The present invention has the convenience and efficiency of a post-mix dispenser, while it also has the appeal of a visual spraying dispenser. The dispenser has a number of other advantages. Since the spray is cool, condensation forms on the side of the bowl and thus attractively markets the juice, while the two-piece lid prevents condensation from forming on top of the lid. The parts of the bowl, lid, and spray tubes are designed so that they are easy to assemble, disassemble, clean, and replace. The bowl can be removed from the tray with no significant effect on the pumps, valves, or conduits coupled to the tray. Because the bowl has a single, integral, compartment-defining body, different liquids can be stored in the bowl without requiring separate containers. The syrup is cooled before being combined with the potable water, so the drinks that are provided are cool even when many drinks are drawn in a short period of time. The liquid coils in the ice bath locate the water coil, and thus spacers for holding the water coil away from the evaporator coil are unnecessary. Because the valves are mounted on a movable support, it is not necessary to provide a substantial amount of access space above the valves. Rather, the valves can be positioned just under the containers, thus decreasing the vertical height of the dispenser.
The liquid in the bowl can be the same type as the liquid that is dispensed, and thus the bowl can easily be filled by drawing the drink from the valve and pouring it into the bowl. Because the liquid in the bowl is kept cool, the drink can be used in the bowl for an extended period of time. If the drink were used in the bowl but not kept cool, it could deteriorate quickly. The liquid could alternatively be a colored liquid that simulates a drink that is dispensed. While it is preferred that a post-mix valve be used, the drink could be pre-mixed, stored in a remote location, and provided to a simple valve, such as a discharge spout, for dispensing. Regardless of what liquid is provided in the bowl, the system fox circulating the liquid to the ice bath and the dispensing system for providing a cool drink are fluidly insulated. This means that the drink that is dispensed and the liquid in the bowl are not combined or otherwise mixed.
Other features and advantages will become apparent from the following detailed description and from the drawings in which:
FIG. 1 is a perspective view of a beverage dispenser according to the present invention;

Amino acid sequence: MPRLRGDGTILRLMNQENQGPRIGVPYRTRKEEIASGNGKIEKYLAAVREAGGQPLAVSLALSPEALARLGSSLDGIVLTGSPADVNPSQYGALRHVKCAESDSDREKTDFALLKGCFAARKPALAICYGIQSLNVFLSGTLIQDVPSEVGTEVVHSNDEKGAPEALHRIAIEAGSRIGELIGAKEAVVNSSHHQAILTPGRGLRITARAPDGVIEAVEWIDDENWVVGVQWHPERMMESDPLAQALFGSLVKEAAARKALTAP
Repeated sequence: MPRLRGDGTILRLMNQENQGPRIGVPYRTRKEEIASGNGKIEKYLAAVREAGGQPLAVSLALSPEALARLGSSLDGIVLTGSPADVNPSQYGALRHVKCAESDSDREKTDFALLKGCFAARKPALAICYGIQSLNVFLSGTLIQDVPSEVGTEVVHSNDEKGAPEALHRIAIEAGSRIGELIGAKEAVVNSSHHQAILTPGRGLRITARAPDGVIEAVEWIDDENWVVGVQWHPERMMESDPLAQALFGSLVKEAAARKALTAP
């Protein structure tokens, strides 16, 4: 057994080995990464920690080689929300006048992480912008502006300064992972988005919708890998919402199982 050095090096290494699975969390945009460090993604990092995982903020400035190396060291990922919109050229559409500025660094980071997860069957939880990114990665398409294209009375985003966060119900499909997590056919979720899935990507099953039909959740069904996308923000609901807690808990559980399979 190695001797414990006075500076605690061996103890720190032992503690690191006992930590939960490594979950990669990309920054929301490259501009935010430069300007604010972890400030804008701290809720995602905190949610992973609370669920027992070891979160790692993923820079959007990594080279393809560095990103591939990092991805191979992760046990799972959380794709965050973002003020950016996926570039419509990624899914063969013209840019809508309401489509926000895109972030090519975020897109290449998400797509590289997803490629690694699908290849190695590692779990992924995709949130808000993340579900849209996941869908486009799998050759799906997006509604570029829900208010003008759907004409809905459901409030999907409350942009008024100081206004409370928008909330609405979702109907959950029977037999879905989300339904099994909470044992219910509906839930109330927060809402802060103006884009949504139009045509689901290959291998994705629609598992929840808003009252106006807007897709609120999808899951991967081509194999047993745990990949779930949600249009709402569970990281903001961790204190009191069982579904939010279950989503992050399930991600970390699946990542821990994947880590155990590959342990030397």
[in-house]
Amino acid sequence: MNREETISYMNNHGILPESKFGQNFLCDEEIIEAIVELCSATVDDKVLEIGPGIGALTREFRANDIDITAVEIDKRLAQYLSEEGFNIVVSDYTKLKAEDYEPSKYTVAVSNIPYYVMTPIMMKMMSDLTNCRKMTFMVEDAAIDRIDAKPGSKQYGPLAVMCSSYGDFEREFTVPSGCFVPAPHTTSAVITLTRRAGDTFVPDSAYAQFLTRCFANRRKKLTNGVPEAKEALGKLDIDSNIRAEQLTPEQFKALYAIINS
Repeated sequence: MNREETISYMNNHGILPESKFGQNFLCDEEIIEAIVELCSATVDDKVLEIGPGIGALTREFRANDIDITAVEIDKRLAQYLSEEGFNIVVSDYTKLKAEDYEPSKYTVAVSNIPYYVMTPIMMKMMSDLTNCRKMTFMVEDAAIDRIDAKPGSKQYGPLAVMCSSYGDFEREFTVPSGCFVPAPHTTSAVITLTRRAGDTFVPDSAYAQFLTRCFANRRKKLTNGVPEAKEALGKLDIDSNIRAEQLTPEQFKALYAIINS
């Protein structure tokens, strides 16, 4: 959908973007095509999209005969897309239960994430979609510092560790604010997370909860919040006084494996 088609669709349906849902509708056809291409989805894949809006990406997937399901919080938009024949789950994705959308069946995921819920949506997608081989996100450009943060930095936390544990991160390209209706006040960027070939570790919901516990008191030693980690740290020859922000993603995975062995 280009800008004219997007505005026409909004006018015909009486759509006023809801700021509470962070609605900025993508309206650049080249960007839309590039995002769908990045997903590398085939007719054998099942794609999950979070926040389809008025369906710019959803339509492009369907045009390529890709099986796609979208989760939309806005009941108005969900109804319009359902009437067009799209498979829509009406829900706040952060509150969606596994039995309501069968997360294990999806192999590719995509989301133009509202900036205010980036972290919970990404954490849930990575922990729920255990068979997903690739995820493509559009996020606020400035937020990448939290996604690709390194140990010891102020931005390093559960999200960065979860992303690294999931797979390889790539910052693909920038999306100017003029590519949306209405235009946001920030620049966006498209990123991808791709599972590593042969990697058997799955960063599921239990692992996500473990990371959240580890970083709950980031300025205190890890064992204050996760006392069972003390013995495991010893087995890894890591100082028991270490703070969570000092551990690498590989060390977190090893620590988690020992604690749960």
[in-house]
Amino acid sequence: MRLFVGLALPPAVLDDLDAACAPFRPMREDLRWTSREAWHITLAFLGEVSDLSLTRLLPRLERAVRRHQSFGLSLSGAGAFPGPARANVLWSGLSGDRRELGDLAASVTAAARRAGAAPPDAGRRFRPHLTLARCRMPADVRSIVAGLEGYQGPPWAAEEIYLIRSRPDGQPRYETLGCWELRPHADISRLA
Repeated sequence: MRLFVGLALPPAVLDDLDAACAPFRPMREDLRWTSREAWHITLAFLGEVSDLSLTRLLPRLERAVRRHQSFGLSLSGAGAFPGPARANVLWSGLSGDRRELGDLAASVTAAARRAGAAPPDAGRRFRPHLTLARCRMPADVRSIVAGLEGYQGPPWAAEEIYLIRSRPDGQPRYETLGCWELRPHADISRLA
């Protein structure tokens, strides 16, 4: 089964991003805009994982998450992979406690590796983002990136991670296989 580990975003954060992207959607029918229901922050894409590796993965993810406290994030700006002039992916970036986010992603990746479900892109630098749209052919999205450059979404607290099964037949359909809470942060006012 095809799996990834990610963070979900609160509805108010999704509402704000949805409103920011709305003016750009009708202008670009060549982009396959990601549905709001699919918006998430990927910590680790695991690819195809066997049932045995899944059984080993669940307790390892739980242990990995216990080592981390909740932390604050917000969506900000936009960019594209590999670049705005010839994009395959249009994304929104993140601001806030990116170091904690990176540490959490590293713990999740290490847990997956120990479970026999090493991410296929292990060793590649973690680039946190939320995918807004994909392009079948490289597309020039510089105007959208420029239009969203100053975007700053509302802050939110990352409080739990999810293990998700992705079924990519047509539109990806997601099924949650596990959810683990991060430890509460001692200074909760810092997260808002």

FIG. 2 is an exploded perspective view of the dispenser of FIG. 1;
FIG. 3 is a side elevational view with portions removed and other portions in dashed line;
FIG. 4 is a partial schematic, partial cross-sectional view of the dispenser;
FIGS. 5-8 are cross-sectional views taken along section lines 5--5 of FIG. 1; 6--6 of FIG. 5; 7--7 of FIG. 3; and 8--8 of FIG. 7, respectively;
FIG. 9 is a cross-sectional view of an ice bath; and
FIG. 10 is a partially broken away perspective view of an ice bath container and coils.
Referring to FIG. 1, a post-mix beverage dispenser 10 has a housing 12 onto which a transparent bowl 14 is mounted. The bowl holds liquid 16 in each of four separately sealed compartments 18. Within each compartment, a straight, plastic spray tube 20 extends vertically to direct a spray of the liquid against an underside surface of a lid 40, thus causing the liquid to cascade downward in the bowl. Liquid 16 is cooled to a sufficiently low temperature, preferably less than about 8° C. (45° F.), so that the bowl sweats, thus forming drops 22 of condensation that run down the sides of the bowl. The liquid should be sufficiently low in temperature to cool the body so that condensation forms under most normal temperature and humidity conditions in which the dispenser would be used. One type of liquid can be used in each of the compartments, or up to four different types of liquid can be provided in respective compartments.
The liquid in the compartments is not actually dispensed for drinking; rather, the drink is made by reconstituting a concentrated syrup and water that are provided from external sources via conduits 24. These conduits include four syrup lines, a potable water line, an AC power line, and a drain conduit. The syrup may be held in a bag-in-box container in a remote location, while the water may be from a municipal water supply.
The syrup and water conduits are fluidly coupled to four dispensing valves 34, each of which combines the water and syrup in adjustable, pre-settable proportions and provides a cold drink. To draw the drink, a cup 26 is positioned over a grille 28 that is on a drip tray 29. Some valves have a push handle switch 30 against which the user can push the cup to activate the switch by physical contact. If a valve is used that does not have such a switch, one or more buttons 32 can be provided to cause the dispenser to dispense the drink. Buttons 32, which are mounted on a bezel portion 33, are coupled to circuitry that is incorporated in the valve. The buttons can include a "stop-and-hold" switch, which dispenses the drink for as long as the button is held, or, additionally or alternatively, can include buttons that provide measured portions. These measured portions can be preset by adjusting controls in system circuitry (not shown) or by using a learning mode in which the circuitry causes a drink to be dispensed for as long as a user causes the dispenser to dispense during a test run. Such a learning mode and an ability to set proportions in circuitry are provided, for example, in a model OJ 2000, a different type of post-mix dispenser that is available from Jet Spray Corp. (a type that has a refrigerated compartment for holding one or more containers of syrup within the housing, as in Reissue 33,943).